Smart Way to Handle Tantrums

Just found another article I think may be a big help to some of you. Enjoy.

Smart parenting: Smart way to handle tantrums
2010/03/13

ZAID MOHAMAD

IN some aspects, parenting is not very different from managing a business.
At work, we negotiate with the suppliers, customers or even our boss.

And at home, we negotiate with our children.

Let’s take a peek at what goes on inside smart parents’ “boardroom” to see how they successfully negotiate with their offspring and winning the tantrum war. Little children are the best negotiators in the world! They tend to use one tactic that adults rarely use – crying.

Sometimes they would scream and throw tantrums as well. For better effect, the crying is usually dramatised by jumping, rolling on the floor or banging their heads on the wall.

These tactics work best in public and most times, the children will get what they want.

Sounds familiar? Have you seen the drama before? Or worse, were you in one before? However, not all negotiations are horrible and dramatic.

There will be times when your children will catch you off guard by using a more “pleasant” tactic such as making cute faces while tilting the head to one side, followed by the rapid blinking of the eyes. Whatever the tactic is, there surely will be something they want to warrant such behaviour.

It could be a toy, an ice-cream, wanting to go somewhere, or wanting to get something. As adults, what do you do if you want something? You ask first, and if that does not work, you negotiate.

This is the same for children, except that their negotiation tactics can be rather dramatic. So, what can we do? First, we should avoid potential drama, if possible. Use parental instincts to anticipate the tantrum triggers. For example, if you are in the mall and your children have a weak spot for candy, avoid candy stores. Second, use distraction.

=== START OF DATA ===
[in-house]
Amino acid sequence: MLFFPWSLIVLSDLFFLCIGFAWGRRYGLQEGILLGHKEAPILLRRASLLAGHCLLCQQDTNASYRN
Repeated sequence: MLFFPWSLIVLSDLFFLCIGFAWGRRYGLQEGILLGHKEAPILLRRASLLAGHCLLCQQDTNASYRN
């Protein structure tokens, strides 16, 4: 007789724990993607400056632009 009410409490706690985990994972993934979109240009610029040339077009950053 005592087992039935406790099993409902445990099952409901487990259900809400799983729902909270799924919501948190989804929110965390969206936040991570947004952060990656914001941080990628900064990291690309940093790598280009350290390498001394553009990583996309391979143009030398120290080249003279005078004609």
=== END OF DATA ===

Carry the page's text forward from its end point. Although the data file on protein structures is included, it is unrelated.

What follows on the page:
Offer to see or do something else that may be better. If the situation is negotiable, you can make a deal with your children.

For instance, you can say, “If I buy you this toy, you must promise to pick it up and keep your room neat.” But if the situation is non-negotiable, then you must make your stand clear. Explain the reason behind your decision and be prepared to use your veto power if needed. Third, be consistent with your approach.

These little negotiators will understand that their Mummy and Daddy are fair but firm in dealing with their tactics. Smart parents know that by giving in once, the little ones will realise that their tactics work and will resort to such tantrums at the next opportune moment.

Basically, parents need to nip this in the bud so that their children will not grow up spoiled. They should respond only to genuine cries such as hunger, pain or discomfort. Are you able to recognise the tactics and successfully negotiate yourself out of the “boardroom of horrors”? Well, all the best! • Zaid Mohamad is a parenting coach and the author of Smart Parents, Brighter Kids.

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